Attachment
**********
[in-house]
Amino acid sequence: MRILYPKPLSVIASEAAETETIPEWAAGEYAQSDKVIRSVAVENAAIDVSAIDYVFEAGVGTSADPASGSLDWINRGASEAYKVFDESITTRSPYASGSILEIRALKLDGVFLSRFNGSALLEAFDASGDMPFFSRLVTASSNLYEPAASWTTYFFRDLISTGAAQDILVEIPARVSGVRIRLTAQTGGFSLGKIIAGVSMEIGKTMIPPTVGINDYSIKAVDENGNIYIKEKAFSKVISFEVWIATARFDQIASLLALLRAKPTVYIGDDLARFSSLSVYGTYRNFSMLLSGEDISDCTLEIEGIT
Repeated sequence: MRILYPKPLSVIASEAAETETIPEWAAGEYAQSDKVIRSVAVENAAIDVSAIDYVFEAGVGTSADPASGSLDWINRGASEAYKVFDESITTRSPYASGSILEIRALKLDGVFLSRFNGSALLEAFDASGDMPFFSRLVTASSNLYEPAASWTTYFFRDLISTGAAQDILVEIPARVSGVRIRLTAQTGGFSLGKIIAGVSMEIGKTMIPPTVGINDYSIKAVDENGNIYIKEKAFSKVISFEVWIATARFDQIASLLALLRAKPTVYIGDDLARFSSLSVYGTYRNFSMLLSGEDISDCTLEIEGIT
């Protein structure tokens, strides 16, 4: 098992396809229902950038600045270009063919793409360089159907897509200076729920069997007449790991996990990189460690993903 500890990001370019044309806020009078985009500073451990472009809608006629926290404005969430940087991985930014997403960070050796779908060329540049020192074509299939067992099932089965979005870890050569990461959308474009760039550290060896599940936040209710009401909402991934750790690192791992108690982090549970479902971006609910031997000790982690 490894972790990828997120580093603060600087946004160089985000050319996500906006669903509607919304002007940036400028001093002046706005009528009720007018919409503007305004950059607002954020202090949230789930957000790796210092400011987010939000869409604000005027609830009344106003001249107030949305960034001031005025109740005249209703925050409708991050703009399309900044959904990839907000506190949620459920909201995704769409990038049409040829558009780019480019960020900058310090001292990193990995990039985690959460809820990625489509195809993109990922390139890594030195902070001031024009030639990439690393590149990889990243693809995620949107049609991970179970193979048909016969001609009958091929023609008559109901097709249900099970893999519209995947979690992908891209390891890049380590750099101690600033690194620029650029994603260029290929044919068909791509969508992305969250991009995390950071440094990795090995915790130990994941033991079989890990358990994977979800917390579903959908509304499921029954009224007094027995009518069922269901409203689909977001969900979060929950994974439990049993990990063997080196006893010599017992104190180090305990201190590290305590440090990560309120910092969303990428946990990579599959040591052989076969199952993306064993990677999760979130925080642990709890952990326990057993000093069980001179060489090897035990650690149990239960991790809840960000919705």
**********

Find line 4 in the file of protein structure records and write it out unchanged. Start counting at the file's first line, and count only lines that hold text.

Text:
């Protein structure tokens, strides 16, 4: 098992396809229902950038600045270009063919793409360089159907897509200076729920069997007449790991996990990189460690993903 500890990001370019044309806020009078985009500073451990472009809608006629926290404005969430940087991985930014997403960070050796779908060329540049020192074509299939067992099932089965979005870890050569990461959308474009760039550290060896599940936040209710009401909402991934750790690192791992108690982090549970479902971006609910031997000790982690 490894972790990828997120580093603060600087946004160089985000050319996500906006669903509607919304002007940036400028001093002046706005009528009720007018919409503007305004950059607002954020202090949230789930957000790796210092400011987010939000869409604000005027609830009344106003001249107030949305960034001031005025109740005249209703925050409708991050703009399309900044959904990839907000506190949620459920909201995704769409990038049409040829558009780019480019960020900058310090001292990193990995990039985690959460809820990625489509195809993109990922390139890594030195902070001031024009030639990439690393590149990889990243693809995620949107049609991970179970193979048909016969001609009958091929023609008559109901097709249900099970893999519209995947979690992908891209390891890049380590750099101690600033690194620029650029994603260029290929044919068909791509969508992305969250991009995390950071440094990795090995915790130990994941033991079989890990358990994977979800917390579903959908509304499921029954009224007094027995009518069922269901409203689909977001969900979060929950994974439990049993990990063997080196006893010599017992104190180090305990201190590290305590440090990560309120910092969303990428946990990579599959040591052989076969199952993306064993990677999760979130925080642990709890952990326990057993000093069980001179060489090897035990650690149990239960991790809840960000919705």